Bill and Ruth Craven’s longtime dream to build and live in an Earthship was nearly snuffed out in mid-June. The couple were preparing to construct the unconventional home — which utilizes discarded materials including used tires, bottles and cans stuffed with trash to create structural walls — when a fire was started south of Red Lodge.
The Cravens were living in a yurt on their property between Belfry and Red Lodge when the Robertson Draw fire erupted on June 13. The following day, evacuations were ordered for the areas north of fire, including the Craven property near Ruby Creek.
When Bill and Ruth returned to their property they found the yurt and all the building supplies they had amassed to build their Earthship destroyed.
“We’d been collecting for a year,” said Ruth. “Everything went up in smoke.”
A Bridger resident has been charged in connection with the nearly 30,000-acre fire after he admitted spilling gasoline and igniting a fire while attempting to repair a dirt bike on Forest Service land near the base of Mount Maurice. The fire, which spread for nearly a month, destroyed at least 26 structures, including seasonal cabins and full-time residences.
“The first couple days I was walking around all sad and teary eyed,” said Bill. “And then I was angry at the person who started the fire, but that does not do any good. So you move forward, and now it’s a push to get the building finished before winter time so we have a structural building to move into.”
The couple had gathered building materials including windows, doors, framing materials, rigid insulation and thermal wrap, as well as 1,500 discarded tires and recycled bottles and cans used as the building bricks of the structure, which all needed to be replaced.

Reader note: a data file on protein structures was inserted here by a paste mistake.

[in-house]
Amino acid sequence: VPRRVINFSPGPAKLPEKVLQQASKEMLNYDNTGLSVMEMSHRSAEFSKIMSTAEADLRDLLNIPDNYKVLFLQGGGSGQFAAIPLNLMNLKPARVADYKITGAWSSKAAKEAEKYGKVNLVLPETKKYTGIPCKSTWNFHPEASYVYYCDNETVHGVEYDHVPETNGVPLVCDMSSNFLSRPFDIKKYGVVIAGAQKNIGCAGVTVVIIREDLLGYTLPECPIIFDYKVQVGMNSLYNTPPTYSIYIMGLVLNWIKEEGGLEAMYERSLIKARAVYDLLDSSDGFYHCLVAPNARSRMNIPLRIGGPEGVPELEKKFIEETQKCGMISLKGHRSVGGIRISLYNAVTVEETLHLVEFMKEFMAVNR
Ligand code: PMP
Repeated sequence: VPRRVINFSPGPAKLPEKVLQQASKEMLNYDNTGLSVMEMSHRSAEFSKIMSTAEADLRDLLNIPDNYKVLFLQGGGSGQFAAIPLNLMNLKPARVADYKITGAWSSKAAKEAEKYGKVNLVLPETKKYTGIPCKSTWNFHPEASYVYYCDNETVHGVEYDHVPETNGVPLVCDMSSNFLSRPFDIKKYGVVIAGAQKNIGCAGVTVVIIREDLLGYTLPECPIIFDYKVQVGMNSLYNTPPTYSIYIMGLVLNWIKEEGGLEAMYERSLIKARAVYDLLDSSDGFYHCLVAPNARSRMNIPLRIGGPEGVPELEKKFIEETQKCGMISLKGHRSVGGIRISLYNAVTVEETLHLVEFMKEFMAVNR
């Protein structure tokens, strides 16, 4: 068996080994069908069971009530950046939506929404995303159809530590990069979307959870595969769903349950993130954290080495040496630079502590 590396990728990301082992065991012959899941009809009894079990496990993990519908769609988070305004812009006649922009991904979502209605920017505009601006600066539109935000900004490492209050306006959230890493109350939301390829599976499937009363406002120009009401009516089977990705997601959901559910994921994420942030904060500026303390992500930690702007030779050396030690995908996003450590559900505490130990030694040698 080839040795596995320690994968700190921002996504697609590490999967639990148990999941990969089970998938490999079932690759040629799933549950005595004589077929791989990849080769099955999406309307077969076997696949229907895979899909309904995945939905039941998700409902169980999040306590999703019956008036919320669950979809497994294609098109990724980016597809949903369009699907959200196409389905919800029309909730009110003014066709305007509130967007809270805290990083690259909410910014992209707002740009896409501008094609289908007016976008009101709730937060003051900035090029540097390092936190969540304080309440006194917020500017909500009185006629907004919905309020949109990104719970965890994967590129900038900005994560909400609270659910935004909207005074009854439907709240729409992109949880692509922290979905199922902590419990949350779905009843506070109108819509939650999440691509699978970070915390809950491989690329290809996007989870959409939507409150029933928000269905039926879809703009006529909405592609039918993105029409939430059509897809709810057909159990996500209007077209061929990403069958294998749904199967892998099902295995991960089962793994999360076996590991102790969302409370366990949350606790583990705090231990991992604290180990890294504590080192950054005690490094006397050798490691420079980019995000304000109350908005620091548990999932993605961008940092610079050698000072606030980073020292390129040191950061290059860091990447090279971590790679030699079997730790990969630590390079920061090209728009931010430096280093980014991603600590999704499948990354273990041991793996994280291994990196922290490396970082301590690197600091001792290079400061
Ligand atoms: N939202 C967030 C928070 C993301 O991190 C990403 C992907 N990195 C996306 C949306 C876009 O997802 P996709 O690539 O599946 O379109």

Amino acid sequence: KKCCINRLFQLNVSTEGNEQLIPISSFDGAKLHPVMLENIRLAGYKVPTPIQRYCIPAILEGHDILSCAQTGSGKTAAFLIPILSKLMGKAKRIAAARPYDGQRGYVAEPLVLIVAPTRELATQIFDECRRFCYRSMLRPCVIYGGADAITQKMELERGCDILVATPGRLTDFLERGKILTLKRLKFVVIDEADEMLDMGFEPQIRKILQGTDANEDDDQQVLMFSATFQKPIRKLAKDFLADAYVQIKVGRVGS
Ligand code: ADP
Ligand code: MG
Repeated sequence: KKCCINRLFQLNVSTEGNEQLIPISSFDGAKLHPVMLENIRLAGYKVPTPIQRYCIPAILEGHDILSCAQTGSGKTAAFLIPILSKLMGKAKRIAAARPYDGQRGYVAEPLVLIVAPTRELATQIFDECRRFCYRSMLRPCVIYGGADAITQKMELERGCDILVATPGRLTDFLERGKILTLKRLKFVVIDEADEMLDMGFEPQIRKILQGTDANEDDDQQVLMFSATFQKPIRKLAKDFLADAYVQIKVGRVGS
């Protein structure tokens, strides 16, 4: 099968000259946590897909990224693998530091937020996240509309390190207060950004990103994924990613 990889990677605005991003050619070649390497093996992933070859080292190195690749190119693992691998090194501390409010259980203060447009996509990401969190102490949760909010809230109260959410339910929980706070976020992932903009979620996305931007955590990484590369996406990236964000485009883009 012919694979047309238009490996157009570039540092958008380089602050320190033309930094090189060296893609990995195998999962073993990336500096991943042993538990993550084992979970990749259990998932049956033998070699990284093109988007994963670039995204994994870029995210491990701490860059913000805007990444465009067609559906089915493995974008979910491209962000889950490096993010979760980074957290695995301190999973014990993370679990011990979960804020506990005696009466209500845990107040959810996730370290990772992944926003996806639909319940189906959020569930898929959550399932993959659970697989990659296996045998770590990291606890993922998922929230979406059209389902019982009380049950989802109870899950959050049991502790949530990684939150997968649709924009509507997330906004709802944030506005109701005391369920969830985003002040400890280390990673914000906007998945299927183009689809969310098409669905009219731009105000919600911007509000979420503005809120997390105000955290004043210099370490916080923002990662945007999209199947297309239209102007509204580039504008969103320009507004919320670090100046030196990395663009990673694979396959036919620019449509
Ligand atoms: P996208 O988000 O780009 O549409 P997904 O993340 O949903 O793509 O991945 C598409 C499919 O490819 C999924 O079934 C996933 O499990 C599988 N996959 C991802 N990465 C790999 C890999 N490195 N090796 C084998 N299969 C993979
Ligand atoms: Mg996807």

And, they had just one month to do so.
The Earthship was pioneered in the 1970s by Michael Reynolds, an architect turned “biotect” who developed a building brick made from discarded cans to help form and strengthen concrete walls.
Earthship Biotecture is now a global builder centered on six principals of sustainability: food, energy, clean water, shelter, garbage management, and sewage treatment. Homes are built using waste materials with construction techniques that utilize thermal mass and passive solar to heat and cool the structure. The walls are insulated by tires lined with cardboard and compacted with dirt, stacked like bricks, then covered with adobe or concrete stucco. A front greenhouse allows residents to grow food year-round, and the home’s design collects water from rain and snow melt while also containing and treating sewage on-site. The property can exist without city infrastructure or utility hook-ups.